Everyone wants a modular kitchen to ease their cooking experience. However, how much do we know about these kitchens? Unlike traditional kitchens, they are made by assembling different modules together to fit the size and utility of the kitchen. Thus, these can be manufactured at a factory and then assembled at home. These kitchens can be dismantled and reassembled as each kitchen cabinet is an individual module and not a single fixture.

What is each module made of?
Kitchen cabinet materials

A carcass is basically the body of the module with panels joined together with a crossbar. The base modules come with plinth feet which has height adjustment and a skirting to hide the legs. The carcass is the main body after which shutters, hardware and hinges can be added.

Kitchen Materials
Kitchen Cabinet Materials #1: Wood
Kitchen cabinet materials

Although expensive, actual wood can be used to build a modular kitchen. However, the flaws like knots and splinters can affect the overall design. Also, termites may pose a serious threat to the wood. However, if you have actual wood, you can take these measures to resist a termite attack.

Kitchen Cabinet Materials #2: Plywood
Kitchen cabinet materials

This is engineered wood made from sheets of veneer pressed with resins. Though on the slightly expensive side, this is the most preferred material in the kitchen for its strength. It has variants like Boiling Water Resistant Ply and Moisture Resistant (MR) Ply which work well in kitchens due to their resistance to water.

Kitchen Cabinet Materials #3: MDF
Kitchen cabinet materials

A Medium-Density Fibreboard is made of small wooden fibres glued together with resins and hot-pressed. This is a budget-friendly option and can have any finish fitted on top. Since this is an engineered wood, it has a better chance of resisting termites and has a smooth finish.

Pro tip: If you’re going for an MDF kitchen, you can always go for BWR ply for the cabinets below the sink.

Kitchen Cabinet Materials #4: Particle Board
Kitchen cabinet materials

Cheapest material available in the market, particle board is made from sawdust and waste wood which is one reason why people question its quality. Since this material is not light it cannot hold onto more weight. It is suitable where the kitchen is used for light cooking only.

Kitchen Finishes
Kitchen Cabinet Materials #5: Laminate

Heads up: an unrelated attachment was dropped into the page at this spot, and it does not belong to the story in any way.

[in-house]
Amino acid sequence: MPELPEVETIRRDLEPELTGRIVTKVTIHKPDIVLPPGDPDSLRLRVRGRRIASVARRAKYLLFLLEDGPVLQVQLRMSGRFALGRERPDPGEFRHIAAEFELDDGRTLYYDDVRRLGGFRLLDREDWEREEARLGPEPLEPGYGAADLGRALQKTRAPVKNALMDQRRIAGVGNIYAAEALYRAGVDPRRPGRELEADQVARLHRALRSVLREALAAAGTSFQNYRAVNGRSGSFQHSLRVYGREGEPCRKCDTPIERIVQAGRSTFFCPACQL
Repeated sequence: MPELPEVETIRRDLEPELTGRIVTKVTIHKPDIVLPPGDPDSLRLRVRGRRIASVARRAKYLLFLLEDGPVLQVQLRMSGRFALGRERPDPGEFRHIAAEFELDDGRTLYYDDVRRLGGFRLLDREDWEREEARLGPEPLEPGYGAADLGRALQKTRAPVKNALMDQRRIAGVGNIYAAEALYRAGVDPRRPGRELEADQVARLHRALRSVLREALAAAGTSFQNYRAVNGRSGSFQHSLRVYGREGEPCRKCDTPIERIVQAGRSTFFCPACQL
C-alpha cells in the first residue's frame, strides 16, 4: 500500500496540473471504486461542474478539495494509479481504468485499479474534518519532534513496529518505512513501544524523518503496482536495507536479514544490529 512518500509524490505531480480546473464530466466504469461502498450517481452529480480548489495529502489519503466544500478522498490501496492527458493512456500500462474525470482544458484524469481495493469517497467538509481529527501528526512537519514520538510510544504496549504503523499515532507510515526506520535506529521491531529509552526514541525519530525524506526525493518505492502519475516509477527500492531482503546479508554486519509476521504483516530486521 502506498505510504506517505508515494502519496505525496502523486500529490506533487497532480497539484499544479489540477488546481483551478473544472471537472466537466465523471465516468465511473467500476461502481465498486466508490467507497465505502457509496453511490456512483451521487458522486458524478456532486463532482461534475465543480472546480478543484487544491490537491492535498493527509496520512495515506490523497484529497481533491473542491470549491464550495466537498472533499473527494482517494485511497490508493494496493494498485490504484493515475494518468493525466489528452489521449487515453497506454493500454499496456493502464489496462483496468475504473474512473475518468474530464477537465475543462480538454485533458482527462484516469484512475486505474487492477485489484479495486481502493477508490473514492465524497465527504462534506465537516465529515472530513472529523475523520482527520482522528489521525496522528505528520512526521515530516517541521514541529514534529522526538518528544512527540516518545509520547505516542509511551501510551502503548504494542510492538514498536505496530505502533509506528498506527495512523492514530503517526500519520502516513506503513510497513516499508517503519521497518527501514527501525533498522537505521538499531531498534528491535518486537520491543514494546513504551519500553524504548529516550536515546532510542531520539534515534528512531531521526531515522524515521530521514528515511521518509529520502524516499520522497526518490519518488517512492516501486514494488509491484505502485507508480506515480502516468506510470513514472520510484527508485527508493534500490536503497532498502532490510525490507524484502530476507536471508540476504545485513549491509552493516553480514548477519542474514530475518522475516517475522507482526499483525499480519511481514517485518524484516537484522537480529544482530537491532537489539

Kitchen cabinet materials

If you’re looking for an enduring finish, then laminates come to your rescue and are also easy on the pocket. It is also heat and moisture-resistant, making it the perfect match for a kitchen.

Kitchen Cabinet Materials #6: Acrylic
Kitchen cabinet materials

Want your kitchen to look stunning? Then acrylic finishes give it a luxurious touch with its glossy finish. However, this means that fingerprint marks, dirt and stains are more visible, and your kitchen cabinets will require regular cleaning. Also, this is an expensive variant in finishes.

Pro tip: For a better understanding of acrylic vs laminate, read this article.

Kitchen Cabinet Materials #7: Membrane
Kitchen cabinet materials

If you’re looking for a mix of a durable yet elegant kitchen, membrane finish is a feasible option. It is hard-wearing and relatively easy to maintain. They are also easy to clean with a wet cloth and are not as expensive as an acrylic finish.

Kitchen Cabinet Materials #8: PU
kitchen interior design

Not happy with the above choices? Not to worry, we also offer PU finishes for that classy look. PU finish is basically painted over the shutter and can be glossy or matte.

Kitchen Cabinet Materials #9: Glass
Kitchen cabinet materials

You can also opt for glass shutters in plain or frosted variants for a better view of your spices and groceries. This can make your kitchen look airy while easing your effort in cooking.

The modular kitchen contains modules of different sizes and storage which are picked based on your requirement and the specification of your kitchen.

Also, if you liked reading this, take a look at All About Acrylic Kitchen Cabinets.

Send in your comments and suggestions.

— editor@livspace.com